When to use `const`, `let` and `var`

What it used to be like (Var)

Before the introduction of ES6 code like this was perfectly common:

var animalType = 'dog';
var animalName = 'fido';

console.log('Your animal, ' + animalType + ', is called ' + animalName);

Which if you were lucky would return "Your animal, dog, is called fido". (In good old Internet Explorer it'd probably say something like can not call log of undefined).

But this was somewhat problematic when it came to how they were scoped, how they can be redeclared and something called hoisting.

Let me quickly explain what I mean by hoisting because I feel that it's name doesn't do it justice.

Imagine you're playing with a deck of cards, and you want to sort them in a specific order. Hoisting is like your friend who helps you sort the cards by first picking all the numbered cards (variables) and placing them at the top of the deck. But, instead of writing the numbers on the cards, your friend just leaves them blank (undefined). As you go through the deck, you'll write the numbers on the blank cards when you reach their original position.

In JavaScript, hoisting is when the program takes all the variable declarations (like the numbered cards) and moves them to the top of their scope (beginning of the deck). However, it only moves the declarations, not the actual values (leaving the cards blank). So, when you come across a variable in your code, it's already been declared (the card is in place), but it might not have a value yet (the card is still blank). This can sometimes cause confusion or unexpected results. That's why it's important to be aware of hoisting when you're writing code.

When using var you can do this:

console.log(myVar); // This will output undefined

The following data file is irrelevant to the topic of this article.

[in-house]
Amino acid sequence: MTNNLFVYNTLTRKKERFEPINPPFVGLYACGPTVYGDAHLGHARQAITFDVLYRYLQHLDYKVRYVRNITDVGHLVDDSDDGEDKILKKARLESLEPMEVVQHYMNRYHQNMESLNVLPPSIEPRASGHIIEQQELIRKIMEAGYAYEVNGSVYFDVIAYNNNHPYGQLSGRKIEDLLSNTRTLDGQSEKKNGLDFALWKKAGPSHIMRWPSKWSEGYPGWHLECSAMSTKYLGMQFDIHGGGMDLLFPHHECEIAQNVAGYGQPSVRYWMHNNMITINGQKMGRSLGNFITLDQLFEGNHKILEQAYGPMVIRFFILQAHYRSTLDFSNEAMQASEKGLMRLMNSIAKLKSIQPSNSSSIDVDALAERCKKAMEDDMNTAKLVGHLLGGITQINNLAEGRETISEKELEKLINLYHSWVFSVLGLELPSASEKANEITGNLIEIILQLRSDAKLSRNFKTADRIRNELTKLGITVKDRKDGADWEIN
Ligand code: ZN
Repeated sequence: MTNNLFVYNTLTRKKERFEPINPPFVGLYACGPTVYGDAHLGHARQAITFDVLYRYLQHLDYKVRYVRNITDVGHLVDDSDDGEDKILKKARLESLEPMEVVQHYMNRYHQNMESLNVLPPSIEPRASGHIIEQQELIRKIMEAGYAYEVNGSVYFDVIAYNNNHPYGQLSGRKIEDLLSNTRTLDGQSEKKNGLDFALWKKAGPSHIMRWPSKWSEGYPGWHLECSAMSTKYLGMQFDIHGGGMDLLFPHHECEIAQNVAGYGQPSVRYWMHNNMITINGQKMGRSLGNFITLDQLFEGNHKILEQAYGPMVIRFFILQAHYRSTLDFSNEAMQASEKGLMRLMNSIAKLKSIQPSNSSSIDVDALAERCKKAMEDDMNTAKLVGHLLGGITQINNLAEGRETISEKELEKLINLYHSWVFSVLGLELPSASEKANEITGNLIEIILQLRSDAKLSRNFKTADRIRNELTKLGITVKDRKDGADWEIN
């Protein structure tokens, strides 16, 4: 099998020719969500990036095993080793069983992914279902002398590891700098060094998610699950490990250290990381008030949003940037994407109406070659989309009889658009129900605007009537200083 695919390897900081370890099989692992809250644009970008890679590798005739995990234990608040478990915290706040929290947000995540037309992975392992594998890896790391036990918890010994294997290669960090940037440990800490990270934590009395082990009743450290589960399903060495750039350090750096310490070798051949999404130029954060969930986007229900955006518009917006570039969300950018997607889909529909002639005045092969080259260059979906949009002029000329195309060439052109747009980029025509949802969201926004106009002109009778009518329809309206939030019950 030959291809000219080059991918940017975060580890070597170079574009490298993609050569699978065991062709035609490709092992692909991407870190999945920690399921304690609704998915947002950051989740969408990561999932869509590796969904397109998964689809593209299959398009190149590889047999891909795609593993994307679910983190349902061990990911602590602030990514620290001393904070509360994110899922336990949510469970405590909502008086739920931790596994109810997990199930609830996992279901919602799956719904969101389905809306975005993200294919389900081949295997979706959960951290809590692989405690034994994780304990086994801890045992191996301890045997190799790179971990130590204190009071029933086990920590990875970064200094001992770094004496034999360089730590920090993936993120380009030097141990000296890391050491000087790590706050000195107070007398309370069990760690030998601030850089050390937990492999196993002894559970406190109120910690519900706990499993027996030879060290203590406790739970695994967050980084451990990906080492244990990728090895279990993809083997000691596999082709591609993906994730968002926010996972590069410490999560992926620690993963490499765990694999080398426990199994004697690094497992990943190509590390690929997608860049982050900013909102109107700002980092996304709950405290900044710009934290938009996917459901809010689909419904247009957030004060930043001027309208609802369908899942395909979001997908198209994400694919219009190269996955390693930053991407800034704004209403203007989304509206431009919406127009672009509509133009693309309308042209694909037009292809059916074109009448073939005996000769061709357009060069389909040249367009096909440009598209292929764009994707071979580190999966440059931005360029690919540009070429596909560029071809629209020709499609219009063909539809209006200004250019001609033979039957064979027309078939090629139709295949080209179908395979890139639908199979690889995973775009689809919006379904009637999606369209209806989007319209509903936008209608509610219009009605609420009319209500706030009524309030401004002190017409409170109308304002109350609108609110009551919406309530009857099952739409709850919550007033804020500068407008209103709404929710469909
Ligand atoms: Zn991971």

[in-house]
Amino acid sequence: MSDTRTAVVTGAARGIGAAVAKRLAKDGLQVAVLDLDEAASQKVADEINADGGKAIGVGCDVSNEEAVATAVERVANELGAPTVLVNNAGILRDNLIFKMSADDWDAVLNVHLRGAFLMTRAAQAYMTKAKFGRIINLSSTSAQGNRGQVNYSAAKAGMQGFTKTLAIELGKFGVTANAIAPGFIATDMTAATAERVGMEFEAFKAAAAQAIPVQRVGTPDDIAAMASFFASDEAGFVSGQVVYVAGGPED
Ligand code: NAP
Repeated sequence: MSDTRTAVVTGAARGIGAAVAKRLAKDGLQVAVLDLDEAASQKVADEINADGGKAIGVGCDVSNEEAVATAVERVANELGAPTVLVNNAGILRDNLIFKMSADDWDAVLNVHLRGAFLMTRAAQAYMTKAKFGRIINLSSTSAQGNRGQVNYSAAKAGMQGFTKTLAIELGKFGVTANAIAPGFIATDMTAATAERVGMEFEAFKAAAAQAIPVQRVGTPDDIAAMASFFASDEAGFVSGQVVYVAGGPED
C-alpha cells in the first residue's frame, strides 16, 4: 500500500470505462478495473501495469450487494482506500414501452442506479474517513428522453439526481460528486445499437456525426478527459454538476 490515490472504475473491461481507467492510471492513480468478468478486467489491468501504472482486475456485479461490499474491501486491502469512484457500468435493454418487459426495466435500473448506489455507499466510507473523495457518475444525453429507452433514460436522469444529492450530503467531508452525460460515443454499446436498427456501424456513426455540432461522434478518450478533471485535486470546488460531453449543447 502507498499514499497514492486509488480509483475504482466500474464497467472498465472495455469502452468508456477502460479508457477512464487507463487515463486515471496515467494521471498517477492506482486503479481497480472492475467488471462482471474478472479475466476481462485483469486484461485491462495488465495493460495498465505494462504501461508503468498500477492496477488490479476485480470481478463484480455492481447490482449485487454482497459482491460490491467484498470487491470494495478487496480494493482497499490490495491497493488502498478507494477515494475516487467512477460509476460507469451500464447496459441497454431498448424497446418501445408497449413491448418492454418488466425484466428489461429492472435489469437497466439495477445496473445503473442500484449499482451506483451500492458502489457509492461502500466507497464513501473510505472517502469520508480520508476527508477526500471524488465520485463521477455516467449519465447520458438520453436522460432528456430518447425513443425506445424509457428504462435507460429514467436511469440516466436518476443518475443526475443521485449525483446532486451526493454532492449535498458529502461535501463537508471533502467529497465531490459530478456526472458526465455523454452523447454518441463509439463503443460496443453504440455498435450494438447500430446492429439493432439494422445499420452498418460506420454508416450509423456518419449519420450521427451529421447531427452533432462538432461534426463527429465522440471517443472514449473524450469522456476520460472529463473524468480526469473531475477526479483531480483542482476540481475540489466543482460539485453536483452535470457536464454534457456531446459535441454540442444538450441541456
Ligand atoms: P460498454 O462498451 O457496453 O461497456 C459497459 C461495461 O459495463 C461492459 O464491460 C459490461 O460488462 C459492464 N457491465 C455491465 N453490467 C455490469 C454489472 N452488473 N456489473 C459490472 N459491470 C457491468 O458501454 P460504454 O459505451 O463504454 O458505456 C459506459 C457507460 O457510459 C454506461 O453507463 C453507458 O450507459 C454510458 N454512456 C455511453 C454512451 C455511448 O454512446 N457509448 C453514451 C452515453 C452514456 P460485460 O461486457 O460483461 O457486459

var myVar = 'foo';
console.log(myVar); // This will output foo

No error will be returned though, JavaScript will only tell you that the value was undefined. (Not true with let and const!)

The key points to keep in mind with var is that they are:

  • Scoped in the function scope.
  • Can be redeclared.

If I wanted to with var I could do this:

var myVar = 1;
var myVar = {'name': 'fido'};
var myVar = ['1', 2, 4];

And it'll all work fine and dandy. Needless to say though that this is incredibly confusing to understand - especially in a larger codebase.

Scoping is also an issue here as the variable is scoped to the function.

function greet() {
  var message = "Hello!";
  console.log(message); // Output: Hello!

console.log(message); // Error: message is not defined

This is fine, but what if you have a loop or a conditional in there? The scope gets murky.

Debugging a codebase like this often results in these sort of situations:

A very angry person using a computer that is on fire

Which is simultaneously bad for your health, your project's health and your computer's health.

Which brings us to the introduction of let and const.

Const and Let

Since about 2015 we've been able to use these keywords to provide more clarity and predictability to our variable declarations.

What they both have in common is that they are now block scoped, which means that:

if(true) {
    const foo = 'bar';
    console.log(foo); // Outputs bar

console.log(foo); // foo is not defined

A block is like a loop, a conditional or a function.

It's especially handy for loops where you'd like to confine that variable inside that block of code.

But what's the difference?

When to use let and when to use const

The main difference between let and const is that you can change the value of let once it's been declared. You can't do that with const.

So this works:

let favouriteColour = 'blue';

function whatsMyFavouriteColour() {

whatsMyFavouriteColour(); // blue.
favouriteColour = 'green';
whatsMyFavouriteColour(); // green.

Where as this:

const favouriteKid = 'Marley';

function whatsMyFavouriteChild() {

whatsMyFavouriteChild(); // Marley.
favouriteKid = 'Carbuncle'; // TypeError: Assignment to constant variable.
whatsMyFavouriteChild(); // We don't get here.

So there are three points of learning here:

  1. You can change your mind with let.
  2. You can't change your mind with const.
  3. You really shouldn't have a favourite child (you horrible person).

I tend to always use const and if I really really want to change the value then I'll change it to let. To be honest though I view that decision with suspicion as it's probably a code smell (you should too).

Hope this helps!